April 24, 2012
Contact: Ron Klug 518-474-4567
CUOMO ADMINISTRATION PROGRAM TO STEM FORECLOSURES TO VISIT BRONX HOMEOWNERS
"Department of Financial Services Foreclosure Prevention Specialists Available to Meet Bronx Homeowners 11 a.m. to 7 p.m., Friday, April 27"
Benjamin M. Lawsky, Superintendent of Financial Services, today announced that Department of Financial Services mortgage foreclosure prevention specialists will meet with homeowners already in foreclosure and those at risk of foreclosure from 11 a.m. to 7 p.m., Friday, April 27 at 959 East 233rd Street, near Bussing Avenue in the Bronx.
"Governor Cuomo believes that it’s essential that we provide as much help as possible to financially-troubled homeowners. Our objective is to provide direct help to homeowners and get the word out to others that it’s important to ask for help as quickly as possible. The longer a homeowner waits, the harder it may be to save a home," Superintendent Lawsky said.
Senator Ruth Hassell-Thompson said: “While there have been some signs of the economy slowly recovering, the foreclosure crisis is still ravaging many communities in New York State. On Friday, I am hosting a Mortgage Foreclosure Prevention Day with officials from the New York State Department of Financial Services Foreclosure Relief Unit. This important event will provide homeowners with critical counseling that could make the difference between keeping people in their homes and providing stability for our communities.”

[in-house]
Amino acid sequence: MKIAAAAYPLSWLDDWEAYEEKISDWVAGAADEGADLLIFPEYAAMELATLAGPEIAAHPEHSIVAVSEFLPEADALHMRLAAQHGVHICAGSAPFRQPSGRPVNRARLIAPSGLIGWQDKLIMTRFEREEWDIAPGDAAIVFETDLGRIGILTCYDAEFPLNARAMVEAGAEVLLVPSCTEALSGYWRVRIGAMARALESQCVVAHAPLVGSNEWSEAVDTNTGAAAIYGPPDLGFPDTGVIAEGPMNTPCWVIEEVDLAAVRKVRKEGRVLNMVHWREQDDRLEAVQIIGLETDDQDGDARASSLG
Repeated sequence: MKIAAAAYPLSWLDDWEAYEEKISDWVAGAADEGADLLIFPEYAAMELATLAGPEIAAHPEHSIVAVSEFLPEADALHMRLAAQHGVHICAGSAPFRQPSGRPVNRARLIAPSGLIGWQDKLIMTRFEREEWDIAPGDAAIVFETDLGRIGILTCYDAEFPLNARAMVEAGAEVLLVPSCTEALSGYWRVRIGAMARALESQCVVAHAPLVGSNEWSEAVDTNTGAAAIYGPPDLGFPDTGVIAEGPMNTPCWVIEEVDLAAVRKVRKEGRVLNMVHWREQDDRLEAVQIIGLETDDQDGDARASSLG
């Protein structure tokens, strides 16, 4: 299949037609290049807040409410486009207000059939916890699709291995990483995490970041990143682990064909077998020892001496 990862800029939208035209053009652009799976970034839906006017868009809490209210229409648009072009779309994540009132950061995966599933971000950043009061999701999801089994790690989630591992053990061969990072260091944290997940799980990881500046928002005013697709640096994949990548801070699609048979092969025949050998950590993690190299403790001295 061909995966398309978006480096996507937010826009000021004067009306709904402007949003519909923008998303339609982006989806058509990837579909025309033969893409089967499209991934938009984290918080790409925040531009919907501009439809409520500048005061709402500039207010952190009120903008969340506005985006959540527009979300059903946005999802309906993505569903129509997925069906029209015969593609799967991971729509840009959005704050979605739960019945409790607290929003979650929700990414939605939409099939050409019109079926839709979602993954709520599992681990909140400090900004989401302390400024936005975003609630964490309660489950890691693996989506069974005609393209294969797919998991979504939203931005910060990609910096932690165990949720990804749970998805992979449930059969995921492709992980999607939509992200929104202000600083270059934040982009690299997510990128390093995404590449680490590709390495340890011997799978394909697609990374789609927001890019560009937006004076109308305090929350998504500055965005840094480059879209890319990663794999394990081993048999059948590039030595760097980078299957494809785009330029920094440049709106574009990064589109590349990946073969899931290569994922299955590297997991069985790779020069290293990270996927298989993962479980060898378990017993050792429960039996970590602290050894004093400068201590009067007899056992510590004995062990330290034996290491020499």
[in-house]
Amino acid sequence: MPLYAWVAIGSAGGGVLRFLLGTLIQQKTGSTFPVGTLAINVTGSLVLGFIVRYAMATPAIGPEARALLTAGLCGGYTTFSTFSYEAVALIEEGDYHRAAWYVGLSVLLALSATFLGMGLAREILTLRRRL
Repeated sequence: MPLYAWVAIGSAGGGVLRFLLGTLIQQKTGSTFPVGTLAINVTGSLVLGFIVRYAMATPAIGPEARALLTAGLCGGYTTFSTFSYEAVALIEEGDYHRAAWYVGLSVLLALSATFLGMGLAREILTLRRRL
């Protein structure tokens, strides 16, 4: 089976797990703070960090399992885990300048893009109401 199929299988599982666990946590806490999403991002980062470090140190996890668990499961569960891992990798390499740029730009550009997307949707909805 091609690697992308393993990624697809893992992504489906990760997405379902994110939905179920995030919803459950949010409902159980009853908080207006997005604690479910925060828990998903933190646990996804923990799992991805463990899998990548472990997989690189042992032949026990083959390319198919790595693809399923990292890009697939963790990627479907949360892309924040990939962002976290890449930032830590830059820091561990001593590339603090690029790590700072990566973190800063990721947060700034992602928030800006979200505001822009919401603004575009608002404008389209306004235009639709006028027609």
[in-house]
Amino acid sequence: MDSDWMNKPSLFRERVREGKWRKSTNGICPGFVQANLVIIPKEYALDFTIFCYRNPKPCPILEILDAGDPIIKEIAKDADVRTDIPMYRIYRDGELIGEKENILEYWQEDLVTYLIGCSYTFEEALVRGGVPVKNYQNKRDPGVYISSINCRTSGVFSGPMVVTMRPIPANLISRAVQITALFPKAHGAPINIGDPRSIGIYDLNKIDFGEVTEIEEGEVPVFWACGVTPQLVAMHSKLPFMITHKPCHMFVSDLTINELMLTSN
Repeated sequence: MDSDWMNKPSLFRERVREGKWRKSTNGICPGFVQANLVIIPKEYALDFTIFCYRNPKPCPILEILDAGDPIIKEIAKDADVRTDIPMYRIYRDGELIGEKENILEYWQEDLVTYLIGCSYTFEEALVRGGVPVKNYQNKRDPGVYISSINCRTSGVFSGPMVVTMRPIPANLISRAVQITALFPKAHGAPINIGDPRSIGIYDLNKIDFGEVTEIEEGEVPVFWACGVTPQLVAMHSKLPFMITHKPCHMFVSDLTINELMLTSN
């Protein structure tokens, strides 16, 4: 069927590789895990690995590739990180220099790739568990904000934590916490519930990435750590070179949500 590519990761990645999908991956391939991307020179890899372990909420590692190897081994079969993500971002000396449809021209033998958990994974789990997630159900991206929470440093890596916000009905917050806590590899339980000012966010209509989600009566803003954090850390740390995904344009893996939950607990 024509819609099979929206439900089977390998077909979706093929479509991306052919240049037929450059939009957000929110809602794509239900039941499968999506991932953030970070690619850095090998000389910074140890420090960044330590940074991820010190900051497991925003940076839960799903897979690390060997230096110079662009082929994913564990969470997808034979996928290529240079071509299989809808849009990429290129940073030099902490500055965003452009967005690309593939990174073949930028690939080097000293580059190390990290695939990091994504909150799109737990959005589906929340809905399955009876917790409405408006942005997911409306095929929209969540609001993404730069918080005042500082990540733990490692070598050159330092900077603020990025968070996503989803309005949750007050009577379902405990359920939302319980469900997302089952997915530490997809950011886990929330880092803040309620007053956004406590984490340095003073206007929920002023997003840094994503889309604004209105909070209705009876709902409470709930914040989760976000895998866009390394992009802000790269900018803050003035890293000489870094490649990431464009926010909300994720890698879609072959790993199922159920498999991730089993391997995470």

Foreclosure prevention specialists will meet with homeowners to assess where they are in the pre-foreclosure or foreclosure process and provide:
- Information to homeowners about specific loan modification programs which may be available to them;
- Guidance to homeowners on how they can file complaints with the Department so that cases of lender or mortgage servicer abuses, such as predatory lending practices, can be investigated.
The foreclosure prevention specialists will meet with homeowners inside the Department's Mobile Command Center, a 36-foot long vehicle. Homeowners should bring with them any documents relevant to their individual situations, such as records of mortgage payments or letters to them from lenders or mortgage servicers.
Homeowners may also file complaints using the Department website, www.dfs.ny.gov. Also, information may be obtained by calling the Department's toll-free foreclosure hotline, 1-800-269-0990 or 518-457-1654, from 8:30 a.m. to 4:30 p.m., Monday through Friday.
Superintendent Lawsky urged homeowners to be wary of mortgage rescue scams, which may be marketed by private businesses.
"Beware of anyone who asks for an upfront fee in exchange for getting you a loan modification, saving your home from default or stopping a foreclosure or tax sale. New York law prohibits the collection of such fees in most cases. Also, many not-for-profit housing counselors will help you negotiate with your lender for free," Superintendent Lawsky said.
"Beware of anyone who says they can save your home if you sign or transfer the deed to your house over to them so you can catch up on your mortgage payments or refinance your loan. Never submit your mortgage payments to anyone other than your mortgage company without its approval."
The Department plans on sending foreclosure prevention specialists to assist homeowners at sites across the state, particularly where there are high concentrations of homeowners in or at risk of foreclosure. The Department’s foreclosure prevention initiative was launched in February and has visited numerous locations as part of its citizen outreach effort.